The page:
- All ports availlable to non networking staff is configured as an access port (not allowing trunking)

And of course it goes without saying that the concept of VLANs only separates traffic. VLANs themselves don't make the decision to pass/deny any traffic. That allways has to be some other mechanism in the device itself (e.g. in an L3 switch or firewall) or a separate device. Of course a firewall will always be the better tool to make decisions on allowing/denying traffic over a router, as the latter was never design for this purpose.

One caveat you didn't touch is the availlability of bandwidth. If you share physical links with other unknown/uncontroled VLANs, you have to consider the fact that they might fill up all availlable bandwidth. On a control bus, I would not like to see that happen.

Some good points here - I think we are agreeing that VLANS are fine, when used for what they are designed for by teams that know how to make them work. Unfortunately I see them get extended to applications that don't fit and deployed in ways that aren't secure. Perhaps my biggest concern is with the use of L3 switches or routers as the filtering point on the inter-VLAN traffic, which you correctly point out, were never designed for that purpose (but unfortunately get used that way).

You also raise a very interesting concern that I neglected to mention - the issue of the availability of bandwidth for the control system. We saw some very interesting DoS effects from shared switched networks during the worst of the Slammer infections. I am aware of at least one electrical company that lost their SCADA links because Slammer overloaded the other traffic circuits on the shared switches. Though not ideal, one can use the QoS settings to help prevent this, but how often do people actually use the QoS settings in a control LAN. My guess is "rarely".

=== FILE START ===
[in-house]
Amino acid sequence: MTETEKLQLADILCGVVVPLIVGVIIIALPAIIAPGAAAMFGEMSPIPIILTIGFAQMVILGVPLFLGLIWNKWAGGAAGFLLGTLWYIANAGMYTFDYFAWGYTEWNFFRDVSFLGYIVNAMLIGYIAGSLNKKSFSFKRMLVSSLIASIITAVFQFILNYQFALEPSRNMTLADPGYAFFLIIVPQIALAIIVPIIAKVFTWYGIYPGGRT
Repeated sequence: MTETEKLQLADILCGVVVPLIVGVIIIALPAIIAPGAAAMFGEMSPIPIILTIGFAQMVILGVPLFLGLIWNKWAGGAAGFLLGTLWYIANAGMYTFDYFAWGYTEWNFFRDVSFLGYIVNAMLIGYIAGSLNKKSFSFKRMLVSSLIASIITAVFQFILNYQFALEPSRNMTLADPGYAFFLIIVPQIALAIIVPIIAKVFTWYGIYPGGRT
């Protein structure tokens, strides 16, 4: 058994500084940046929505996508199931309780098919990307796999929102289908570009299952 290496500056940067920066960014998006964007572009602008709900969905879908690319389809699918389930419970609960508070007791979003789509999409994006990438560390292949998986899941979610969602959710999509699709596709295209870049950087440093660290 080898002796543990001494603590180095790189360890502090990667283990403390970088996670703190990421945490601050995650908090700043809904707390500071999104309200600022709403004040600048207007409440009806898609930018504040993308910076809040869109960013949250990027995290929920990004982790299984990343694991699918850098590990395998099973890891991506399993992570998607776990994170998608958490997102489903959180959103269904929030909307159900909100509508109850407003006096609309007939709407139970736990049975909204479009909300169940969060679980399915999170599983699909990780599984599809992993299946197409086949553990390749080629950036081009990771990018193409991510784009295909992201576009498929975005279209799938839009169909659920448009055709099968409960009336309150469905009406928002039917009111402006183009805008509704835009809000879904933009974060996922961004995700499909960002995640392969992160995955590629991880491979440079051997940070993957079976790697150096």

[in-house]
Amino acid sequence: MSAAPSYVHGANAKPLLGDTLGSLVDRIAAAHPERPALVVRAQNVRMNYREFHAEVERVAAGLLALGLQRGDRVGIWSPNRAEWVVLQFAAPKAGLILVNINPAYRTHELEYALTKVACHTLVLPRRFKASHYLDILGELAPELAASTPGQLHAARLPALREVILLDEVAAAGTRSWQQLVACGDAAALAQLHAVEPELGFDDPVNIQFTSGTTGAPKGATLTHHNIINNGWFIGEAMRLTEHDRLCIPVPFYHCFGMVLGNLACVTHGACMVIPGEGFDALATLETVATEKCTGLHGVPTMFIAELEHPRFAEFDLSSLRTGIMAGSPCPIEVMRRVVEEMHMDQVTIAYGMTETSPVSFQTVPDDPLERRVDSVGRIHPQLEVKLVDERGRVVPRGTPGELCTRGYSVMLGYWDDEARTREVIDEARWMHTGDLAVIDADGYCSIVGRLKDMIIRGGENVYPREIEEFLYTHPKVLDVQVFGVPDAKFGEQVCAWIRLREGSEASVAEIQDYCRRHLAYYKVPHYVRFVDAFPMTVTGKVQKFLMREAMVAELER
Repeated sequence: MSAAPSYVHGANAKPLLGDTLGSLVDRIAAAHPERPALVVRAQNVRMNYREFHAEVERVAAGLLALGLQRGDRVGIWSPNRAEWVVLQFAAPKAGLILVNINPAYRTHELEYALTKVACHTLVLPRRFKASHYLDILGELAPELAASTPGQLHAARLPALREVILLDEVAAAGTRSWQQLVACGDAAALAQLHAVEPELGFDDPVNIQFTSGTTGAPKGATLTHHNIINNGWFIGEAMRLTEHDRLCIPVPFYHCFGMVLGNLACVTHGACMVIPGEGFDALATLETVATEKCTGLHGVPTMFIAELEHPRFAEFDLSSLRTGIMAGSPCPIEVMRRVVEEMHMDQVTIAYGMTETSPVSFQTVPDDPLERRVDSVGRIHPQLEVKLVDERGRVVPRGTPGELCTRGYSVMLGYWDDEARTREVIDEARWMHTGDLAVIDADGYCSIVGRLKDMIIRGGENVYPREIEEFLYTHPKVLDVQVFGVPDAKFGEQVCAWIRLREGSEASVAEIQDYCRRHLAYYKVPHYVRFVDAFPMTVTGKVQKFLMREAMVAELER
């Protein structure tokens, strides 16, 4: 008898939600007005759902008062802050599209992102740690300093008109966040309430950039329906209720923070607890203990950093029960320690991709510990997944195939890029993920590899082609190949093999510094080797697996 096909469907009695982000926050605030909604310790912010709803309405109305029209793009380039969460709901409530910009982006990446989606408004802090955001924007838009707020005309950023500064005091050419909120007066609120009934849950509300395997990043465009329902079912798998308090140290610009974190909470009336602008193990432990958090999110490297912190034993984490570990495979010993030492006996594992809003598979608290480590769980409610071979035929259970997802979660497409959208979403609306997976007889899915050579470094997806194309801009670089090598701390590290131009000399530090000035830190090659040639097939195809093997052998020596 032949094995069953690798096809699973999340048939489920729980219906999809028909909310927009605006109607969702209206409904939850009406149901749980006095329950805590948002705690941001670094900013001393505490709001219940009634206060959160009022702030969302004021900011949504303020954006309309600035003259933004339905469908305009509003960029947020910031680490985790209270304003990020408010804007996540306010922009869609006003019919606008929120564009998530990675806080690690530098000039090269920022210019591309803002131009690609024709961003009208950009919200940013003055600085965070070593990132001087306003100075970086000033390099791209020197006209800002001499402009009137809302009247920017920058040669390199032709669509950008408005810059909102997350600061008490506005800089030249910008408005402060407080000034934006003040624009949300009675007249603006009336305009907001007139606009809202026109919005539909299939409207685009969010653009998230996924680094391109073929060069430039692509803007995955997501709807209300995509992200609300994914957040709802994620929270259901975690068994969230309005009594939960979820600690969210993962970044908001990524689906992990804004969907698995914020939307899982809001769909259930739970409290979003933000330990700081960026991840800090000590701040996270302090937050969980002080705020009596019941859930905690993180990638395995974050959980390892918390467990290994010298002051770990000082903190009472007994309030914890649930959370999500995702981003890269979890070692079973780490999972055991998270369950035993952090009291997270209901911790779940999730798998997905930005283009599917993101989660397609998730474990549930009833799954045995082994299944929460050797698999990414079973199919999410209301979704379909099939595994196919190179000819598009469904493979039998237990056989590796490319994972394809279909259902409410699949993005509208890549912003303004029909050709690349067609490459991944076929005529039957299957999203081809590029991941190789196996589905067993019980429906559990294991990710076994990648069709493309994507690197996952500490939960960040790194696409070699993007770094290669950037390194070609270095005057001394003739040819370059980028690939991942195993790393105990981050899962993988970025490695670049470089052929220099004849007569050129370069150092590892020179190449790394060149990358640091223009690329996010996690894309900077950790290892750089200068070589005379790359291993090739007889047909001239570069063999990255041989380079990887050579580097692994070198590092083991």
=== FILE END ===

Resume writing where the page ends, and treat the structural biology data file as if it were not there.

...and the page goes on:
One thing I didn't see in the original article is what is the author's opinion on using firewalls to filter traffic between VLANs? Are there any inherent security risks that are associated with a 'Firewall on a Stick' type of configuration?

Any thoughts would be appreciated. Thanks!

Using firewalls to filter traffic between VLANs definitely is an improvement. My first concern with VLANs is always the fact that people use packet filter ACLs on routers for separation. Of course the firewall probably won’t fix bandwidth issues unless QoS filters are set on the switches, but at least the big security issues are addressed.

Do the issue you discuss apply to MPLS defined networks as well?

I find it interesting that the 'VLAN spoofing' bogey-man as a reason not to rely on VLAN isolation.

I'm pretty sure that if I define 'untrusted' ports to be on a particular VLAN and to only transmit or receive untagged frames that there is no spoofing opportunity. If a sensitive application (such as IEC 61850-9-2 sampled values) has a separate VLAN and only the ports for the sending and receiving devices are in that VLAN, and ingress & egress filtering is applied by the switch there will be no way of spoofing.

This does depend on switches supporting symmetric VLANs, and many do not. Too many think that putting a port 'into a VLAN' means only allowing frames tagged with that VLAN out of the port, but accept anything coming in. This is a weakness in implementation, not in 'secure VLANs' as a philosophy.

I am yet to see a firewall that works well with high volumes of multicast layer two traffic, such as GOOSE and sampled values (IEC 61850-8-1 and IEC 61859-9-2).